Then just as Nishi’s spirits are sinking into his shoes — how can he ever compete with this hunk? — two yakuza come to collect a debt from Dad and end up blowing poor Nishi to Kingdom Come, in the most embarrassing way imaginable. There his spirit meets a terrifyingly mutable God, who points him in the direction of extinction. Instead of accepting his fate, Nishi tears off in the opposite direction — and finds himself alive and back in the yakitoriya again.
Following the Almighty’s parting instructions to “live for all you’re worth,” Nishi escapes in a car with Myon and Yan in tow and gangsters in hot pursuit. In the heat of the chase, he takes a header off a bridge and the car lands inside a passing whale. There he and the others meet a white-bearded old man (Takashi Fuji) who says, in rusty Japanese, that he has a radio. He has also built a Swiss Family Robinson house in the whale’s belly, complete with all the amenities, scavenged from his ruined ship. He has spent 30 years in this one-man paradise, and it looks as though Nishi and company have joined him for 30 more.
But Nishi, burning with the energy of the recently saved, refuses to let his blubbery prison depress him. After all, doesn’t he have all the time in the world to woo Myon? Well, not really, if he ever hopes to see daylight again. But getting out of the whale’s belly will take even more determination than he needed to escape Paradise.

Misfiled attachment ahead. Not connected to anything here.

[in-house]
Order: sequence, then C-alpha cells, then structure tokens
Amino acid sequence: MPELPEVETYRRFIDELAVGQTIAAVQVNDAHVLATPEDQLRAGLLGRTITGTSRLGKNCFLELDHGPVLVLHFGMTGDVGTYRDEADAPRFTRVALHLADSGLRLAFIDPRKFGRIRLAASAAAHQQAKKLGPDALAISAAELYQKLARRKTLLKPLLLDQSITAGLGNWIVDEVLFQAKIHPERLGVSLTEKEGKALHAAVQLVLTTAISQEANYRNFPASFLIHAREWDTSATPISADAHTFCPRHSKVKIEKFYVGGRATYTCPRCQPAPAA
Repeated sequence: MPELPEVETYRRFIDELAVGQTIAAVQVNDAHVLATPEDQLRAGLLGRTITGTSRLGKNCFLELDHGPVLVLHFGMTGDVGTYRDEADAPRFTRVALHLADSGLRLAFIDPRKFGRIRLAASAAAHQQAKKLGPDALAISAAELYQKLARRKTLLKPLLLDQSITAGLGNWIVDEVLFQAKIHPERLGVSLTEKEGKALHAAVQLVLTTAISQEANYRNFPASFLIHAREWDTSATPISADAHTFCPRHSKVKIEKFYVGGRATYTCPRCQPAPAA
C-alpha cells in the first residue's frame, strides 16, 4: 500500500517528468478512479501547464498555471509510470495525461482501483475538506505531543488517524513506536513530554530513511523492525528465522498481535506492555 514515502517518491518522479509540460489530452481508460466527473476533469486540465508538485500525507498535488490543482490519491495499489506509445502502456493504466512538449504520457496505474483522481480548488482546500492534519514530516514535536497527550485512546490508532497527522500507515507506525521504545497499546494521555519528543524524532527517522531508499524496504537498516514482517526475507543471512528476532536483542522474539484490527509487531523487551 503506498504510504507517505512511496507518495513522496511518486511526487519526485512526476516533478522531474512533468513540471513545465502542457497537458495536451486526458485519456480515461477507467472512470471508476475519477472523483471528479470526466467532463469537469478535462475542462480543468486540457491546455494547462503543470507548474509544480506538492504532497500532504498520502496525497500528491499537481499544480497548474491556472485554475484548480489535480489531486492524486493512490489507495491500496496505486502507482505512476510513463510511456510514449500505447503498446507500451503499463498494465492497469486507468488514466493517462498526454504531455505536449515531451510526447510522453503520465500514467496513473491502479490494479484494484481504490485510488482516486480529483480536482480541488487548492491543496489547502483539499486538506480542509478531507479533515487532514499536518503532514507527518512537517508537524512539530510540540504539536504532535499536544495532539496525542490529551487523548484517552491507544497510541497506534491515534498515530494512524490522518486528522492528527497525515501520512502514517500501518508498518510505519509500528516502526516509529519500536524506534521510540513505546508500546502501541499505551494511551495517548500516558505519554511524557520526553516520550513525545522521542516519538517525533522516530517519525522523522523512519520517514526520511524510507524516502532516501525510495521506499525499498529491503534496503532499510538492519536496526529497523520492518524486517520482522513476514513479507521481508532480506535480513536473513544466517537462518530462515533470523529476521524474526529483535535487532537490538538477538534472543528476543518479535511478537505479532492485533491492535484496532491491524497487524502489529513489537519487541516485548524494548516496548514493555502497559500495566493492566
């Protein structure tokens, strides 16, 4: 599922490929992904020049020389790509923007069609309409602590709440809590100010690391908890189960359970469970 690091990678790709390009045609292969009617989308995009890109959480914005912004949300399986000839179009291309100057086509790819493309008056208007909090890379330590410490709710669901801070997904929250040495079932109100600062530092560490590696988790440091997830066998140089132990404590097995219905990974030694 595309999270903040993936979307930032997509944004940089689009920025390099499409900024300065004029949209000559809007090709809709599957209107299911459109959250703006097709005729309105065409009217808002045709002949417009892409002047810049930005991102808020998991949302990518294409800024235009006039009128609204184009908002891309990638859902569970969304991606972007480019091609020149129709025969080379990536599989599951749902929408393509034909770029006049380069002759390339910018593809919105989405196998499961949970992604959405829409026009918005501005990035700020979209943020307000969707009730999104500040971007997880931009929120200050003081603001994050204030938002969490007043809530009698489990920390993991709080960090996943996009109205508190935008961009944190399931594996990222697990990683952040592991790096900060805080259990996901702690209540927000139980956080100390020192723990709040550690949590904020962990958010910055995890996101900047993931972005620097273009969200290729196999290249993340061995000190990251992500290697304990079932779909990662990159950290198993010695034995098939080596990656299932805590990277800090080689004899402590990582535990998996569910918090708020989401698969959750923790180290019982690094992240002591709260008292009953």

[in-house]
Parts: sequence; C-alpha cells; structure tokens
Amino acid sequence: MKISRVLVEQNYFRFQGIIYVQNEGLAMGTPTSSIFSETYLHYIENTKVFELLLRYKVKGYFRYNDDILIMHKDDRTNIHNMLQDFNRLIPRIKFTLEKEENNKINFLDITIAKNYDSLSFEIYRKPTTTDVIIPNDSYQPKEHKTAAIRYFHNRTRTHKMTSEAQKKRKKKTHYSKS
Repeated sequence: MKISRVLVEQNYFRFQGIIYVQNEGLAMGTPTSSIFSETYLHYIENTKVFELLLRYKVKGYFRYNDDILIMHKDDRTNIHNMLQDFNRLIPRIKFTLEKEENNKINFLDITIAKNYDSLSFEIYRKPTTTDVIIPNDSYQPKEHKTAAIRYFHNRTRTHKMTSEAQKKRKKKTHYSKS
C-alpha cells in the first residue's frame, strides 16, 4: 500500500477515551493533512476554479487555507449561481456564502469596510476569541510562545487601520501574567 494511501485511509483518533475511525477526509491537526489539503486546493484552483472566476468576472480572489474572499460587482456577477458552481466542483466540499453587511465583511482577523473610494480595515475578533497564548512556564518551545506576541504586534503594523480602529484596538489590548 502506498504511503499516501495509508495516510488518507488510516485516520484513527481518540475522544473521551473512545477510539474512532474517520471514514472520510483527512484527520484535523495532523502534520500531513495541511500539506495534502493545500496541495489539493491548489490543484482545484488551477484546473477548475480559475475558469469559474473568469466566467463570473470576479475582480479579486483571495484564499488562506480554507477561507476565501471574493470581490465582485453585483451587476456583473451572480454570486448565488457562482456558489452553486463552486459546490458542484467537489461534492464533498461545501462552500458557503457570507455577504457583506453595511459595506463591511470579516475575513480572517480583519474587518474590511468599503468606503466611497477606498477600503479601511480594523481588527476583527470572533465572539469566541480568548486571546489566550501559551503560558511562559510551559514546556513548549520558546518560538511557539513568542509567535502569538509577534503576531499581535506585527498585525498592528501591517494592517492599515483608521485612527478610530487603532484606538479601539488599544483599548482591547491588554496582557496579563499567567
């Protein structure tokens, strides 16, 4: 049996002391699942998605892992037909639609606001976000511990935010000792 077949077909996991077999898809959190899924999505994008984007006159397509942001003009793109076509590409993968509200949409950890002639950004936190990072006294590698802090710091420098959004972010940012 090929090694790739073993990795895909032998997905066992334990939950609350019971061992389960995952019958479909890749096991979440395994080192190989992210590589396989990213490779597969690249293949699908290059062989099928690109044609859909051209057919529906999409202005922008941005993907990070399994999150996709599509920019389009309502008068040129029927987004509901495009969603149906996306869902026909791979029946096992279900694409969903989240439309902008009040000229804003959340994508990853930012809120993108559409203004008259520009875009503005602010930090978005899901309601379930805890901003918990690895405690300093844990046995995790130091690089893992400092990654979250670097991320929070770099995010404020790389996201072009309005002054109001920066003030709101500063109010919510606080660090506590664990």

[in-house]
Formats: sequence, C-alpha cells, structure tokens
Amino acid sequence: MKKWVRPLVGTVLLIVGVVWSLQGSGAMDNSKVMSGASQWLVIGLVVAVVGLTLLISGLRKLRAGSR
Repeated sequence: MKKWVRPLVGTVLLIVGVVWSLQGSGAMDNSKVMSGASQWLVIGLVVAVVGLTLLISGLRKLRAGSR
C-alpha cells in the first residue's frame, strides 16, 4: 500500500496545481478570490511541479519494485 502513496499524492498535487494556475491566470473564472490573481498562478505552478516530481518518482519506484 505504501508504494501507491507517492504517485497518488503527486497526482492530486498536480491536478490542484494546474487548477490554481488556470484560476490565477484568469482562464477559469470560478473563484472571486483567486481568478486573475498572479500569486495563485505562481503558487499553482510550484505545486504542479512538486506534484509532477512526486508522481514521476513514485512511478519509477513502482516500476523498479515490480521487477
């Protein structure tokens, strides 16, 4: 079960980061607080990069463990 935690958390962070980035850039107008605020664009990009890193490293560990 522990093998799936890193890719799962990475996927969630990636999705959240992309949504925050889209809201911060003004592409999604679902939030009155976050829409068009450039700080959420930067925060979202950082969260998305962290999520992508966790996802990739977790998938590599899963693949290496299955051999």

Just as the God in “Mind Game” changes form the way Madonna changes costumes, the film switches from animated characters to human actors who resemble their animated simulacrums (and also provide their voices). This approach — the real intruding on the unreal and vice versa — is reminiscent of Richard Linklater’s in “Waking Life” (2001), a film in which human actors were animated using rotoscoping technology. The two films are also similar as they both wrestle with ultimate issues, though the lost-in-a-dream hero in “Waking Life” is more inclined to abstract verbalizing; Nishi to concrete acting out. Both are caught in impossible traps, but only Nishi, the eternal optimist, fights with every fiber of his being to escape.
Comparisons with other films abound, including the most obvious (Disney’s “Pinocchio”), but Yuasa — a first-time director best known for his work as a key animator on the “Crayon Shinchan” series — has an unbridled style all his own. It’s crude and lewd at times, especially in the early Osaka scenes when the gags seem to have sprung from the nether regions of Kansai comedy, but it’s also capable of a bold erotic lyricism, as when Van, huge balloons strapped to her breasts and crotch, performs an exotic dance that takes that old hippie art — body painting — into a new, aerial dimension.
At the end, “Mind Game” surges into a realm of pure speed, adrenaline and will, in a long, mad sprint toward the ultimate paradiso. That is, this dull, prosaic, everyday Japan of ours, which has rarely looked sweeter. Dali was never like this.